What is the Holy Spirit? What does he do? I think a lot of Catholics today have difficulty speaking about the Holy Spirit, and that might be a large reason for the crisis we have in the Church today. This Sunday we celebrate the Feast of Pentecost, a feast inexorably tied up with the Holy Spirit. If we can’t articulate why the Holy Spirit is important, we cannot articulate why Pentecost is so important. In light of all of the clamoring for a New Pentecost in the Church, the propers for Pentecost should help us understand what the fruits of such a Pentecost would be.
When one normally hears about the fruits of such a Pentecost, we normally hear about tongues, healing, and various other external manifestations believed to be by the Spirit. While one must always use discernment when presented with such occurrences, they are real, but they not what makes the Holy Spirit so important for the faithful. The overwhelming majority will never speak in tongues, nor should they. Those who do experience the gift of tongues are also not holier than others because of said gift. Likewise, as important as the gift of infallibility is, we should never attempt to limit the Spirit just to infallibility. If that were so, his impact upon the lives of Christians would be minimal.
Instead of these great gifts to the Church, the liturgy portrays the Holy Spirit as a comforter who provides whatever the Church and the Christian need to live a life of holiness in accordance with God’s will. The collect speaks of us being instructed by the Spirit, and being joyful because of the consolation He provides. After the Epistle, we hear the great hymn from the 13th century Veni Sancte Spiritus, and every verse could be described how the Spirit comforts and aides the faithful. Instead of tongues, prophecies and theological formulae, we hear about how the Spirit comforts the poor, how we are lost without Him, and how fellowship with the spirit is “solace in the midst of woe.”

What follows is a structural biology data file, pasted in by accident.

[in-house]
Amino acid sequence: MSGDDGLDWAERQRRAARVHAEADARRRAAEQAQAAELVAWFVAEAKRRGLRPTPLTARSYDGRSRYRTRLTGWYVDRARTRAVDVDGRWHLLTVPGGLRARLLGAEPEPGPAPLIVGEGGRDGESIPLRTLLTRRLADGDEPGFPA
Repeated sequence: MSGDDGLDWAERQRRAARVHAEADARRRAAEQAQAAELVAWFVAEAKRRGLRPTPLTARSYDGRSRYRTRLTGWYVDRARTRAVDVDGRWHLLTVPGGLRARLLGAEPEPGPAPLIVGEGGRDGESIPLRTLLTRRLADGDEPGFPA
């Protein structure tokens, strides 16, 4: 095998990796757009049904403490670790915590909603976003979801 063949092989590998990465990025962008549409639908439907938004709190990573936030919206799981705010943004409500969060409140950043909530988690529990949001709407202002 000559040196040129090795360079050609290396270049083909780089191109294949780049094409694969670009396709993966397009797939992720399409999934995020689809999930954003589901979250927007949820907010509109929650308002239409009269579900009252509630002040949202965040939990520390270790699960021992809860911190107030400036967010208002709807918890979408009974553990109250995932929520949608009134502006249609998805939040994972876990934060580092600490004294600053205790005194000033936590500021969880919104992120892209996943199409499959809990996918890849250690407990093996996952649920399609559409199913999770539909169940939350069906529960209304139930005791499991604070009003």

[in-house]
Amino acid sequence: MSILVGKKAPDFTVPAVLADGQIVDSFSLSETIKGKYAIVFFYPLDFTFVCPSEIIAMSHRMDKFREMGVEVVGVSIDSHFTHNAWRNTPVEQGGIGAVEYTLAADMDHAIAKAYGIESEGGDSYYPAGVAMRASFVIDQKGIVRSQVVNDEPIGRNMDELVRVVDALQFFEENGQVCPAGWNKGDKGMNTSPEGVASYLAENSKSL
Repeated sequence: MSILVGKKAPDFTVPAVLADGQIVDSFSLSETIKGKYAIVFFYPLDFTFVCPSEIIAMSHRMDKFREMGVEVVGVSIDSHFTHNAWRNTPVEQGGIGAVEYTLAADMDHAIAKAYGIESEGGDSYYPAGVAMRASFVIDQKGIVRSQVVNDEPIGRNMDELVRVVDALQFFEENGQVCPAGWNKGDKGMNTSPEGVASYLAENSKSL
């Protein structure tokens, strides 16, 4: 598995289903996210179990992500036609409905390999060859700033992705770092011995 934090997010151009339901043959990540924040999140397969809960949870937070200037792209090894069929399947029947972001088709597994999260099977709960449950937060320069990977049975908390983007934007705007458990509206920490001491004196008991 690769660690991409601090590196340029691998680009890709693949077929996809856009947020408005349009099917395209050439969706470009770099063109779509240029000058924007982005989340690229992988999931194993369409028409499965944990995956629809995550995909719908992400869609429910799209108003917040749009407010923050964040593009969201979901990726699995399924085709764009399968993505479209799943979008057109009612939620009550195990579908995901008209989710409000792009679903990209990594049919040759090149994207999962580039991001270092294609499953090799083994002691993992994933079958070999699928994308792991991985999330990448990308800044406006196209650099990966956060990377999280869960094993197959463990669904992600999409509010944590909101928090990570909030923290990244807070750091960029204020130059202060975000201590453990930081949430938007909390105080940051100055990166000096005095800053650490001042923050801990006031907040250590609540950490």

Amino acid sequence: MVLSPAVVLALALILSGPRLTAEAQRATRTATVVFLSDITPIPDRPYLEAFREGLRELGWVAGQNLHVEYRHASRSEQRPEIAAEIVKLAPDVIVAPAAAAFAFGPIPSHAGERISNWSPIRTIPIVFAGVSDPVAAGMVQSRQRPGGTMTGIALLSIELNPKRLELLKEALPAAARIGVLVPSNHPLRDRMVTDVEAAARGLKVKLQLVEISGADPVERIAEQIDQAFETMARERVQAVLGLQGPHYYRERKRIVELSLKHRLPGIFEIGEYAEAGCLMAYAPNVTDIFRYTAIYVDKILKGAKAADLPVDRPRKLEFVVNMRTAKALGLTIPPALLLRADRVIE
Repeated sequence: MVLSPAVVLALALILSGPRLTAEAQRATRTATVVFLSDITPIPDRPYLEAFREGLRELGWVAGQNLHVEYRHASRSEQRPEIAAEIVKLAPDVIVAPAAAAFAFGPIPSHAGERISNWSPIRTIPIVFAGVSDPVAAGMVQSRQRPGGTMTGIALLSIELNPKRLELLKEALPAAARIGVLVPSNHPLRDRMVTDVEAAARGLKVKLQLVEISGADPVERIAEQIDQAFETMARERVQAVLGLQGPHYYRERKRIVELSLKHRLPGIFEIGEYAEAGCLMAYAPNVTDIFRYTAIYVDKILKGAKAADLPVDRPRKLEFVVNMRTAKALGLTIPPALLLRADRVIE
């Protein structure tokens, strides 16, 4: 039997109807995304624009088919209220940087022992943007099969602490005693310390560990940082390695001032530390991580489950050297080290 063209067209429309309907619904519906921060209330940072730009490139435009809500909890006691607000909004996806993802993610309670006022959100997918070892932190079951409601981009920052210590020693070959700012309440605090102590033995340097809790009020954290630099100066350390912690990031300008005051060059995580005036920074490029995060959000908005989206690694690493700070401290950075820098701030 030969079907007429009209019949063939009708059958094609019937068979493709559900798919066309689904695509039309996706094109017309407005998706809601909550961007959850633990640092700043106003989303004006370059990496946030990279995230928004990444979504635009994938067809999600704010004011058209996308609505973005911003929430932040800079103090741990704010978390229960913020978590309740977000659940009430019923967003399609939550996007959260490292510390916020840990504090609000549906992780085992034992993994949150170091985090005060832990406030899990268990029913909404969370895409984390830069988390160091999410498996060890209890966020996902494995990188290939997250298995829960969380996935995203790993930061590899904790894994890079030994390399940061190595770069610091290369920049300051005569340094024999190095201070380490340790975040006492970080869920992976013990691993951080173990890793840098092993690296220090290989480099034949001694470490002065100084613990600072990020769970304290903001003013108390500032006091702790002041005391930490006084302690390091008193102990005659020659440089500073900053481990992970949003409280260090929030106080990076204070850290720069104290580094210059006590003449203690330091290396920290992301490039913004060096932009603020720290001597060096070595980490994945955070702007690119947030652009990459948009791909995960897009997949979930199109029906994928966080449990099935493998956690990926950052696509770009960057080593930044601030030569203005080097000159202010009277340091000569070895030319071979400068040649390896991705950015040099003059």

If there’s one thing this world and Church have today, it is woe. We have crisis after crisis after crisis in the Church, and we often have crisis after crisis after crisis within our own lives. When faced with that reality, we often hear the statement “the Holy Spirit is in control, and there are always crisis to overcome.” That’s true, but it normally is a tired cliché. The Holy Spirit promises us more than clichés. The Gospel says that because of the Spirit, Christ’s peace will be with us. What is Christ’s peace? He says right before, Christ’s peace consists of the Holy Spirit dwelling within us, teaching us, and bringing to mind everything that Christ has said to us.
The Postcommunion also says that through the Eucharist, the Holy Spirit will make our lives fruitful “by the inward sprinkling of His dew.” This is what true communion with the Holy Spirit is about. Gifts such as tongues, prophecies and healing are temporary in nature, and as St. Paul rightly points out in 1 Corinthians, they will pass and cease to exist. What will always exist is the need for holiness, as well as our inability to become holy by ourselves. The Holy Spirit makes it possible to live a life of holiness.
When we talk about being open to the Spirit, we shouldn’t define that as open to this or that charismatic gift, but rather “are we open to doing something above and beyond what we currently do?” When the Apostles opened themselves to the Holy Spirit after days in prayer (the first Novena), they were asking for the courage to embrace holiness. That embrace wasn’t about all these great gifts. It was about a life of service and often hardship, not for earthly riches, but for the sake of the Gospel.
It is this openness to holiness that will ultimately save the Church from her current woe. Today we look to various other venues to end the crisis. We look to charismatic preachers, bloggers, best-selling pastoral books, bishops conferences, Rome, everywhere other than where we should look: you and me. We have the faith, we have tradition (if we want it!), and we have the Holy Spirit waiting to pour Himself out upon us. He wants to give us the courage to be holy, and the knowledge on how to do so. He wants to, as the Collect says, make us “wise in what is right, and ever to rejoice in his consolation.” As you pray this Pentecost, pray for that. Pray for faithful Catholics, whether lay or cleric, to open themselves to holiness and service.